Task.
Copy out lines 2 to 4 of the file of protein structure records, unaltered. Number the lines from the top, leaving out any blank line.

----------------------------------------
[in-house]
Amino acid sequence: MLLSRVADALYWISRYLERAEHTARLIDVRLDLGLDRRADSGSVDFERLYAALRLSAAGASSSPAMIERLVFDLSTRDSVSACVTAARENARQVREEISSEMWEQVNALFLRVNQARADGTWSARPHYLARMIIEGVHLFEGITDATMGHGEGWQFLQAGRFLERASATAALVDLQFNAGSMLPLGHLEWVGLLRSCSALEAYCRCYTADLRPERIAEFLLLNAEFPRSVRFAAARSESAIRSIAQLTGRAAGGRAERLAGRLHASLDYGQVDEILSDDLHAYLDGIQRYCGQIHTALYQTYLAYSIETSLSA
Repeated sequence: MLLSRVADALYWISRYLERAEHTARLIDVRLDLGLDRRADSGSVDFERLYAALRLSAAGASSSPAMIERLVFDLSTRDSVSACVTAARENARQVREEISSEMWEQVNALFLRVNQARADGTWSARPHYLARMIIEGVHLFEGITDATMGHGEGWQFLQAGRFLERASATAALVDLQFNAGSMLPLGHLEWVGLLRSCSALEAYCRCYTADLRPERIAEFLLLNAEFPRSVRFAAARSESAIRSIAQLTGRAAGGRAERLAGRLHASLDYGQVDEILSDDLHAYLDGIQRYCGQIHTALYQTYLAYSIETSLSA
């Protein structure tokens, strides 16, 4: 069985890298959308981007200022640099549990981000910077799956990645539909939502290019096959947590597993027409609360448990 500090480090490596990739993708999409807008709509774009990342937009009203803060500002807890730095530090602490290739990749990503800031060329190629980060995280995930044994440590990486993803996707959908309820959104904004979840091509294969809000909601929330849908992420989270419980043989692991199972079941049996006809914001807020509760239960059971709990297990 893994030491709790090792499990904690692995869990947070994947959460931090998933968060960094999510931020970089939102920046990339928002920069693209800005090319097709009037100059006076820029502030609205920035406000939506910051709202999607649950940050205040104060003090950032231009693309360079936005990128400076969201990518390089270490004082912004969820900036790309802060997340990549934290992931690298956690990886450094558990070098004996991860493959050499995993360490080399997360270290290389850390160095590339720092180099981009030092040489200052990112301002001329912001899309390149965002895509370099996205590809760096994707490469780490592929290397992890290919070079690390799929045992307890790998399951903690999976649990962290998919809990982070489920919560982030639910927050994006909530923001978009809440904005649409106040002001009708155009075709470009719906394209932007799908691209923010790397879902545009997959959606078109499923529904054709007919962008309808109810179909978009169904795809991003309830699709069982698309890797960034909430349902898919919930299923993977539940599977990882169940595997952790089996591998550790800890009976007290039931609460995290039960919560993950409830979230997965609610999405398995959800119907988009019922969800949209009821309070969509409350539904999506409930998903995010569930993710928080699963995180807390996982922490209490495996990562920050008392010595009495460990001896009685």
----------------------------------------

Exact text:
Amino acid sequence: MLLSRVADALYWISRYLERAEHTARLIDVRLDLGLDRRADSGSVDFERLYAALRLSAAGASSSPAMIERLVFDLSTRDSVSACVTAARENARQVREEISSEMWEQVNALFLRVNQARADGTWSARPHYLARMIIEGVHLFEGITDATMGHGEGWQFLQAGRFLERASATAALVDLQFNAGSMLPLGHLEWVGLLRSCSALEAYCRCYTADLRPERIAEFLLLNAEFPRSVRFAAARSESAIRSIAQLTGRAAGGRAERLAGRLHASLDYGQVDEILSDDLHAYLDGIQRYCGQIHTALYQTYLAYSIETSLSA
Repeated sequence: MLLSRVADALYWISRYLERAEHTARLIDVRLDLGLDRRADSGSVDFERLYAALRLSAAGASSSPAMIERLVFDLSTRDSVSACVTAARENARQVREEISSEMWEQVNALFLRVNQARADGTWSARPHYLARMIIEGVHLFEGITDATMGHGEGWQFLQAGRFLERASATAALVDLQFNAGSMLPLGHLEWVGLLRSCSALEAYCRCYTADLRPERIAEFLLLNAEFPRSVRFAAARSESAIRSIAQLTGRAAGGRAERLAGRLHASLDYGQVDEILSDDLHAYLDGIQRYCGQIHTALYQTYLAYSIETSLSA
């Protein structure tokens, strides 16, 4: 069985890298959308981007200022640099549990981000910077799956990645539909939502290019096959947590597993027409609360448990 500090480090490596990739993708999409807008709509774009990342937009009203803060500002807890730095530090602490290739990749990503800031060329190629980060995280995930044994440590990486993803996707959908309820959104904004979840091509294969809000909601929330849908992420989270419980043989692991199972079941049996006809914001807020509760239960059971709990297990 893994030491709790090792499990904690692995869990947070994947959460931090998933968060960094999510931020970089939102920046990339928002920069693209800005090319097709009037100059006076820029502030609205920035406000939506910051709202999607649950940050205040104060003090950032231009693309360079936005990128400076969201990518390089270490004082912004969820900036790309802060997340990549934290992931690298956690990886450094558990070098004996991860493959050499995993360490080399997360270290290389850390160095590339720092180099981009030092040489200052990112301002001329912001899309390149965002895509370099996205590809760096994707490469780490592929290397992890290919070079690390799929045992307890790998399951903690999976649990962290998919809990982070489920919560982030639910927050994006909530923001978009809440904005649409106040002001009708155009075709470009719906394209932007799908691209923010790397879902545009997959959606078109499923529904054709007919962008309808109810179909978009169904795809991003309830699709069982698309890797960034909430349902898919919930299923993977539940599977990882169940595997952790089996591998550790800890009976007290039931609460995290039960919560993950409830979230997965609610999405398995959800119907988009019922969800949209009821309070969509409350539904999506409930998903995010569930993710928080699963995180807390996982922490209490495996990562920050008392010595009495460990001896009685």